Keen to seize this improbable opportunity, Sri Lanka made a solid start with the bat as Dimuth Karunaratne and Lahiru Thirimanne paired for 42.

But the duo departed in quick succession with Rabada snaring Thirimanne while Karunaratne went to a tight lbw call, and then Mendis sent a cheap edge behind for a duck to hand Duanne Olivier a wicket.

Bad light stopped play for the day as Sri Lanka steadied the ship through Perera and Oshada, with plenty of work left to do but the tourists at least in with a fighting chance.

Moeen Ali believes sledging should always be audible on stump microphones after Shannon Gabriel was charged by the ICC for comments made to England captain Joe Root.

The West Indies bowler admitted breaching article 2.13 of the ICC Code of Conduct, which relates to "personal abuse of a player, player support personnel, umpire or match referee during an international match", after an exchange with Root in the third Test. He was given a four-match ban.

Gabriel offered an "unreserved apology" and revealed that he had said to Root: "Why are you smiling at me? Do you like boys?"

The incident came to light after Root's response was heard on the stump mics. "Don't use it as an insult," the England skipper said. "There's nothing wrong with being gay."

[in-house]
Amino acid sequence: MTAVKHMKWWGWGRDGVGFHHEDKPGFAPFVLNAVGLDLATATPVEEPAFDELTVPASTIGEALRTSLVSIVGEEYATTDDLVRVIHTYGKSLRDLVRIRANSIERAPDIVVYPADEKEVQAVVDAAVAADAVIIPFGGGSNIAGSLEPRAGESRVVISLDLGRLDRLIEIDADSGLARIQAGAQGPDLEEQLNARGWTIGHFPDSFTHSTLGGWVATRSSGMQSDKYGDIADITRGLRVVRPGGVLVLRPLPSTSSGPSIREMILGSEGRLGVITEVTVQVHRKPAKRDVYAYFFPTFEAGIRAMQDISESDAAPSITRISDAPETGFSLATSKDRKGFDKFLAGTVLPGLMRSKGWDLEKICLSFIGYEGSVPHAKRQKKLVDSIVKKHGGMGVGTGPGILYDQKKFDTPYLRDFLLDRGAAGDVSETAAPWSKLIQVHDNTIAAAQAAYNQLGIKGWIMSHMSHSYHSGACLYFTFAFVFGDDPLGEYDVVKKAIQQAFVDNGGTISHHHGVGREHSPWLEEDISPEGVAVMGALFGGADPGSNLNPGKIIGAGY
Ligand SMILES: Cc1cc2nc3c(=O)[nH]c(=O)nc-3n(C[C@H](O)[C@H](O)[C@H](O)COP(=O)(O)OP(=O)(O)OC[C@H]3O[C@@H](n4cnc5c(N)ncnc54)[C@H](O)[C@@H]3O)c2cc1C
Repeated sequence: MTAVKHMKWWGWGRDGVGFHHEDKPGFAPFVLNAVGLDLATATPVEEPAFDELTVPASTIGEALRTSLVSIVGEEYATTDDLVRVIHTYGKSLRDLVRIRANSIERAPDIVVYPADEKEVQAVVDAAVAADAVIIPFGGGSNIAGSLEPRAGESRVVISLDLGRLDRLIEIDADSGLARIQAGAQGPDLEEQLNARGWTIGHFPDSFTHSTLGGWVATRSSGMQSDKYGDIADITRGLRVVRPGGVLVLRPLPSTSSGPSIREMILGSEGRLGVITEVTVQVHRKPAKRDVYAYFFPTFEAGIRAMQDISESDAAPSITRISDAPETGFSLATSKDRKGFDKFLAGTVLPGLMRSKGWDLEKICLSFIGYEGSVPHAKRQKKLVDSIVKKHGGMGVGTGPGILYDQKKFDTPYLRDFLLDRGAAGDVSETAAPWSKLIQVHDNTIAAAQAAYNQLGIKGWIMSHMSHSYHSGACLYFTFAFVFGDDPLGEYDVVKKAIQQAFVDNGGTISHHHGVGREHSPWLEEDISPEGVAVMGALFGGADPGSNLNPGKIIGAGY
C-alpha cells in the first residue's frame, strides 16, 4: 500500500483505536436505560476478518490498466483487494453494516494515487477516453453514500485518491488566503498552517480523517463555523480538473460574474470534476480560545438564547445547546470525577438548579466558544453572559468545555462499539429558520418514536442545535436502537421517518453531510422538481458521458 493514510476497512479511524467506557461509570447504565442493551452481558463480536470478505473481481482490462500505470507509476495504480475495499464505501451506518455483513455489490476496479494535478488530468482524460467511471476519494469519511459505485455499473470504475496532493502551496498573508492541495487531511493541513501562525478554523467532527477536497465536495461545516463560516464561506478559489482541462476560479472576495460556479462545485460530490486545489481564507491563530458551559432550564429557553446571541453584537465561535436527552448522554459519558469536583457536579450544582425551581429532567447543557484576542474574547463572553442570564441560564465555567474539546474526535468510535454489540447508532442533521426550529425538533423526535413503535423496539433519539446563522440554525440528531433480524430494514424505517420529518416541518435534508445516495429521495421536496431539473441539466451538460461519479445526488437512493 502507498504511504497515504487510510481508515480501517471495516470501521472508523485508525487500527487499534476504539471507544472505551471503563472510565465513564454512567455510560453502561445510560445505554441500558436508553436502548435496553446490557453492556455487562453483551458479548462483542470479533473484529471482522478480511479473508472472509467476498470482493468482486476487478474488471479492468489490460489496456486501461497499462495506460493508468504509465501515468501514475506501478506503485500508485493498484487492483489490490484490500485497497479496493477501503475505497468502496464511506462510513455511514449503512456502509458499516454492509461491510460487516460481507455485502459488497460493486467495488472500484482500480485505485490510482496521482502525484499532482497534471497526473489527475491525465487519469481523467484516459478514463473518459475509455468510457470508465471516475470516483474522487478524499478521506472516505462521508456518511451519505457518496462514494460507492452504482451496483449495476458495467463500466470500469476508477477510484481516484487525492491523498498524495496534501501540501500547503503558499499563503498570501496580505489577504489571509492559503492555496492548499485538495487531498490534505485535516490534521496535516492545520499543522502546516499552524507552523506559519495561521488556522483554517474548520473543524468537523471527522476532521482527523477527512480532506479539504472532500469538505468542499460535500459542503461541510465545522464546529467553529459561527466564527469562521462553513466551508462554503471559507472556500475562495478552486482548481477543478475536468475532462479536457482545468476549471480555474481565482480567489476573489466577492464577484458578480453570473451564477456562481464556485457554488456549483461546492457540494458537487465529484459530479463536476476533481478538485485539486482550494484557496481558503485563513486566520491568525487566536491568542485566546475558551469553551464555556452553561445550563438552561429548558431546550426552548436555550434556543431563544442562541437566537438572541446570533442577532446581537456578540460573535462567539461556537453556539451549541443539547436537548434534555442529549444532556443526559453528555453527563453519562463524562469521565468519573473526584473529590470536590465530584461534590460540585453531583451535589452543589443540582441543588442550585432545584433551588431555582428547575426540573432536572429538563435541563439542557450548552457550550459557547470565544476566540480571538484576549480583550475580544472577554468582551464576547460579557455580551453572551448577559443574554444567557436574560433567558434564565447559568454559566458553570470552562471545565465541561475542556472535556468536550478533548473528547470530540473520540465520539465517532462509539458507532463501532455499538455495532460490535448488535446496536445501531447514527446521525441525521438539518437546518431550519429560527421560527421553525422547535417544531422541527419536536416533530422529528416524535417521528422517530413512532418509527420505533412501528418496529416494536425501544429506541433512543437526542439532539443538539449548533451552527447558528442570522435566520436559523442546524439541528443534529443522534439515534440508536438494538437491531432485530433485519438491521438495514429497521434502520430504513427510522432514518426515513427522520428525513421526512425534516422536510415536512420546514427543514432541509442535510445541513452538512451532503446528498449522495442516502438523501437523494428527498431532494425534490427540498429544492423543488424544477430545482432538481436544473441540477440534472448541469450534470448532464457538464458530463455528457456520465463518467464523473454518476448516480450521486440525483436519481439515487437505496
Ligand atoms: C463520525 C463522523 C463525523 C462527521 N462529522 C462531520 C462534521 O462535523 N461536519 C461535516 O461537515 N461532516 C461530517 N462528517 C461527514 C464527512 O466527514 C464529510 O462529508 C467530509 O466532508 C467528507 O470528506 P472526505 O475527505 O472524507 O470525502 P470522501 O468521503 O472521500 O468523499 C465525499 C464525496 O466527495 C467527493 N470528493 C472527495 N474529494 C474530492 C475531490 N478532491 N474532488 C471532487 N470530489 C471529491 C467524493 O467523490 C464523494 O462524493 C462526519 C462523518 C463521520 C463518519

And now Moeen believes television coverage should regularly pick up conversations between the players, seeing it as a good way to punish any insults while also highlighting potentially humorous exchanges.

"It's time for people to behave themselves," Moeen said. "Turn the stump mics up. Why turn them down? So people can swear? There is no reason to get personal.

"It's a shame, because Shannon Gabriel is a really nice guy and a quiet person. But it's the way society is: things come out of people's mouths. You're not going to get away with it now. You have to be careful."

Keen not to eradicate sledging, though, the England all-rounder added: "Imagine all the legendary old stories, if we had them recorded. We can do the same now.

"It doesn't have to be swearing. Keep it funny. We want people to be attracted to the game.

"There's brilliant ways to sledge. If you don't think they are good, tell them. Sledge them about their cricket. Just don't go personal. Turn the mics up."

Shannon Gabriel has been banned for four matches for abusive language toward another player. But the ban has brought with it questions and for the second day in a row, the SportsMax Zone panel takes a critical look at the issues.